By Cindy Amedee
Taylor Porter; Healthcare Attorney
In a 2-1 vote on Wednesday, Dec. 18, 2019, the U.S. Fifth Circuit Court of Appeals in New Orleans affirmed a lower court’s ruling that the Affordable Care Act’s (ACA) mandate that an individual purchase insurance or be taxed is unconstitutional.
In 2012, the U.S. Supreme Court upheld the ACA citing Congress’ taxing authority. However, in 2017, Congress implemented a $1.5 trillion tax cut that effectively repealed the ACA’s tax on people who refuse to purchase insurance.
Given that the tax provision of the ACA was already gutted by Congress’ 2017 tax cut, the Fifth Circuit’s ruling has little to no practical impact in that respect. However, as part of its ruling, the Fifth Circuit also remanded the case back to the lower court for a determination on the constitutionality of the other provisions of the ACA without the individual mandate. This puts at the forefront whether the entirety of the statute should be struck down, thereby raising questions about the future of, among other things, insurance coverage and protection for people with pre-existing medical conditions.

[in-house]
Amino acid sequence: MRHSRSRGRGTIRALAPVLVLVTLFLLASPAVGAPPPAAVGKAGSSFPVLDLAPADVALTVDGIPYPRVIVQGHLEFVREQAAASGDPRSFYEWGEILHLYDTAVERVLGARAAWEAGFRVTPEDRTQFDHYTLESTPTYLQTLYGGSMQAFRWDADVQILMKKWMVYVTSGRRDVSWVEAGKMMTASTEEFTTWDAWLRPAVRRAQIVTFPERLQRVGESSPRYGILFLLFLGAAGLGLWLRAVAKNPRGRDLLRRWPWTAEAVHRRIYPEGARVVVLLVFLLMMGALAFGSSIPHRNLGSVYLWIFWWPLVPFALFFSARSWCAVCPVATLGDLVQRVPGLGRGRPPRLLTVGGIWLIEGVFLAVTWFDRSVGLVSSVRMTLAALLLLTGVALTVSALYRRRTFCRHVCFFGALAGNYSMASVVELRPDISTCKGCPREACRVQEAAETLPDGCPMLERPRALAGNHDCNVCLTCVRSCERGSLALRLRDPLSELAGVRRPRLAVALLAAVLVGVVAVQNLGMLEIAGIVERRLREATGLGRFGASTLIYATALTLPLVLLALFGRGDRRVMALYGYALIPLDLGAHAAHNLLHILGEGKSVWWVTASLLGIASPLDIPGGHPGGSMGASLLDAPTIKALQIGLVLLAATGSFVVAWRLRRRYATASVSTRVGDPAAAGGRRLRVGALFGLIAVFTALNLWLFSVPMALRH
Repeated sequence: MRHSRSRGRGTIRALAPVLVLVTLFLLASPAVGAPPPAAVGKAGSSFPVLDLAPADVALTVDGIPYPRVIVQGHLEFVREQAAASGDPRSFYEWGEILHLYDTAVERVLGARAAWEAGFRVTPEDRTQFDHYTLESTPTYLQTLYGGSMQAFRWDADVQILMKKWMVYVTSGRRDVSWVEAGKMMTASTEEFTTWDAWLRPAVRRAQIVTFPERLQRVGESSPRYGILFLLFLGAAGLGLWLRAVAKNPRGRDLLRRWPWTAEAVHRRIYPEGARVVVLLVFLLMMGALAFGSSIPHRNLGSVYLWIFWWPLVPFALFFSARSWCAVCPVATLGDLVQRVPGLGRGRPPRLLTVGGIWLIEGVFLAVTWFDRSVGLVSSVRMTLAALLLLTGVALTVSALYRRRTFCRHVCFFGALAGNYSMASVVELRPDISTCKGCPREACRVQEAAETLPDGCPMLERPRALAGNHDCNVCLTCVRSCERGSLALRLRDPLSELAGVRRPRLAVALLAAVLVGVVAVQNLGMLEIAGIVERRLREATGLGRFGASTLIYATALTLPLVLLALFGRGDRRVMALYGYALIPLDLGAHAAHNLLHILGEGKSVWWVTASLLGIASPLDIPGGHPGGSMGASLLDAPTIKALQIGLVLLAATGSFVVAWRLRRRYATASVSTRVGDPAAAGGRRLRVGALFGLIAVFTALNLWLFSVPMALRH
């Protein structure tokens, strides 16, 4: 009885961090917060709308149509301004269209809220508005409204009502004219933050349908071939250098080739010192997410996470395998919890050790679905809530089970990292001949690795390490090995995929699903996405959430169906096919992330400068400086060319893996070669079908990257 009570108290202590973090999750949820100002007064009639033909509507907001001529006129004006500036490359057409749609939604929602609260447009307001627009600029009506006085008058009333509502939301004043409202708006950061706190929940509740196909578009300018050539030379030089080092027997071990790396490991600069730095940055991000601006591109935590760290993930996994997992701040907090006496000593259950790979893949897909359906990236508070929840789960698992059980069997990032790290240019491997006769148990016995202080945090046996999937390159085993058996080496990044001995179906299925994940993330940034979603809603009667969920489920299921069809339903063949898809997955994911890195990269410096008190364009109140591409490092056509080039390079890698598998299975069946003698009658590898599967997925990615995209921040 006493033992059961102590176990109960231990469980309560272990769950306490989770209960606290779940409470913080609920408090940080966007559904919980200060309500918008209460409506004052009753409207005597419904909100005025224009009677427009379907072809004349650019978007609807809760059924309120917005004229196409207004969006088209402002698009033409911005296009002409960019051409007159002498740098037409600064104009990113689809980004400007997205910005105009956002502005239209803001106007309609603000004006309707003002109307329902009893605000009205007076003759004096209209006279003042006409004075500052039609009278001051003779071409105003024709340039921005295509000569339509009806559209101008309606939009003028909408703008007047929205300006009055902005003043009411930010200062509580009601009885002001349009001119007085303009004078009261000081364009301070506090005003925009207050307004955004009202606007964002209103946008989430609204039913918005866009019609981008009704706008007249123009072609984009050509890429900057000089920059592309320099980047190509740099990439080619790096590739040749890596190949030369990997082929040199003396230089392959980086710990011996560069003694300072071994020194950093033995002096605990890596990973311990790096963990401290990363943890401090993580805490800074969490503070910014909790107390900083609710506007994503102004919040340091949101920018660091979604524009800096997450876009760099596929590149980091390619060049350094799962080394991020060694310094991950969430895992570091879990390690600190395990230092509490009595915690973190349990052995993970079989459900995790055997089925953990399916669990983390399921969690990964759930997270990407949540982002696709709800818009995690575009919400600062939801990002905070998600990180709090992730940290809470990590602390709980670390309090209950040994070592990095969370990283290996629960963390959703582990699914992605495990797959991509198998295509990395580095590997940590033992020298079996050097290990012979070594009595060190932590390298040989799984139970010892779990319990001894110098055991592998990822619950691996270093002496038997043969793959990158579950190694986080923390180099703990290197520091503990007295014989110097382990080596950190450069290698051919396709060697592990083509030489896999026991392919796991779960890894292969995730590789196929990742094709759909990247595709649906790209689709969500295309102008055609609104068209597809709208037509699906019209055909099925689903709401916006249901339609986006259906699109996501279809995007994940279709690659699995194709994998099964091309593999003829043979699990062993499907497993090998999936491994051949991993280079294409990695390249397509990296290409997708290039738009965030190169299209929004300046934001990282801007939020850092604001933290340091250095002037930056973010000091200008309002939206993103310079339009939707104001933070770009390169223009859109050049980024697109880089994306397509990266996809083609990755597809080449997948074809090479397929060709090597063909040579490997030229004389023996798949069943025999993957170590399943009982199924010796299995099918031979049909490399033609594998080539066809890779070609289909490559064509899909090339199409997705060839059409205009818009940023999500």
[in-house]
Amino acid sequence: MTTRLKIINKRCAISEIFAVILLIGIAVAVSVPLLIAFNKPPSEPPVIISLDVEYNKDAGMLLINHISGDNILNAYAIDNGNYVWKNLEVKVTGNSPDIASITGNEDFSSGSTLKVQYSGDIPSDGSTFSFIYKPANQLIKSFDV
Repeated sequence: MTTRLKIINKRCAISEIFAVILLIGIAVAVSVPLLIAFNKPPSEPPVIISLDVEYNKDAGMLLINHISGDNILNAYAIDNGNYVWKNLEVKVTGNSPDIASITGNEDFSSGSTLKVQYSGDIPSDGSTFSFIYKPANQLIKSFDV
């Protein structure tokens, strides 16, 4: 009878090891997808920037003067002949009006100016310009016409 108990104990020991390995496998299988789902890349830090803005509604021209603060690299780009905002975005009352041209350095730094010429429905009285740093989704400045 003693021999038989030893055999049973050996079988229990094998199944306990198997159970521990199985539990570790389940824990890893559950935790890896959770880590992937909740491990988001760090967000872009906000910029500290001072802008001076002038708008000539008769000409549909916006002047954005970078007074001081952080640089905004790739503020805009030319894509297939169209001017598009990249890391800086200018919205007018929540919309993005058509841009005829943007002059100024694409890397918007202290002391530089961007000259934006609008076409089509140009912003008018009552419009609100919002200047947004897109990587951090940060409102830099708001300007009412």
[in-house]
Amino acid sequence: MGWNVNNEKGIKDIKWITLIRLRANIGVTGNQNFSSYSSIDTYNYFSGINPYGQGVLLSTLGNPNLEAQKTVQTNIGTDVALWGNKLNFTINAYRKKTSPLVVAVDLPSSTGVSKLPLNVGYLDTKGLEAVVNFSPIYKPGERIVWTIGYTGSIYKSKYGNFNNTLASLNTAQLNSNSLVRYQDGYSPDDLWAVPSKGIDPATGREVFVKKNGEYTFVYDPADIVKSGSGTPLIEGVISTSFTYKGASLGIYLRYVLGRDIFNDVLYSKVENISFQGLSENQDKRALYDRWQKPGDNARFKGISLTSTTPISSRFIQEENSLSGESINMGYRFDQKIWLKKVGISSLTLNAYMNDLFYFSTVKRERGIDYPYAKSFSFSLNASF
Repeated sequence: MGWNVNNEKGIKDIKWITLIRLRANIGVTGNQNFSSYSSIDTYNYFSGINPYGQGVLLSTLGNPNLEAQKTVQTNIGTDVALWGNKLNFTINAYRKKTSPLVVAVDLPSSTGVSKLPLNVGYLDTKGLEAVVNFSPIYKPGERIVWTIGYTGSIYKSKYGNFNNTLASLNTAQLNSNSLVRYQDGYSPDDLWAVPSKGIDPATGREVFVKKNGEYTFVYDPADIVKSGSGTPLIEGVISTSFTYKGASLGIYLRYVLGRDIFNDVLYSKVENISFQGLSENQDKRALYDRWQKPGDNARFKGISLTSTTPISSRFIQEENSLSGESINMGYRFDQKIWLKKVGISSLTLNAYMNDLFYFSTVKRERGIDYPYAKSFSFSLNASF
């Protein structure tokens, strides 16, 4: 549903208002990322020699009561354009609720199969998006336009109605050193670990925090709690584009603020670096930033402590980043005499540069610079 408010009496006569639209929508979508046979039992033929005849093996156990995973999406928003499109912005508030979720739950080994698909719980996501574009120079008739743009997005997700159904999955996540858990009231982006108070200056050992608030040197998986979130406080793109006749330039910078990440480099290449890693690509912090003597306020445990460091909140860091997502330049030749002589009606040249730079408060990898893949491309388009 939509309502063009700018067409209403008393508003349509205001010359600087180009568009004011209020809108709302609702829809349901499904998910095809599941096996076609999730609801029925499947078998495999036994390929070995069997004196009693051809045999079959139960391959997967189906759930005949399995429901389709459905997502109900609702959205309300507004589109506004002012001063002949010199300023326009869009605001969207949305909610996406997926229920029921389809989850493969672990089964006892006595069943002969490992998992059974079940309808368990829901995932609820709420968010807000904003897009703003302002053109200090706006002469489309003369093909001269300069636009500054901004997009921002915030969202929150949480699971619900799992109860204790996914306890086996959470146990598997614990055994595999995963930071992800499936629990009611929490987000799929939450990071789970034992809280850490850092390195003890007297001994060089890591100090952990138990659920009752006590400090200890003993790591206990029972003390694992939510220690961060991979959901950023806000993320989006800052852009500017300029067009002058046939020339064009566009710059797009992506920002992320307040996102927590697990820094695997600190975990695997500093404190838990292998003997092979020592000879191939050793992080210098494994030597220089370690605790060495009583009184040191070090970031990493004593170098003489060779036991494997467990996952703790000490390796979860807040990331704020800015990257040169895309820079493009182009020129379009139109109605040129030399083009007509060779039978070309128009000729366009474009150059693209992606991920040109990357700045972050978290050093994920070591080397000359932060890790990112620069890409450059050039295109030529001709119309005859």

The looming question as to the constitutionality of the remainder of the ACA comes at a time when the 2020 presidential candidates and campaigns are grappling with rising medical costs and insurance coverage as chief issues in the presidential race.
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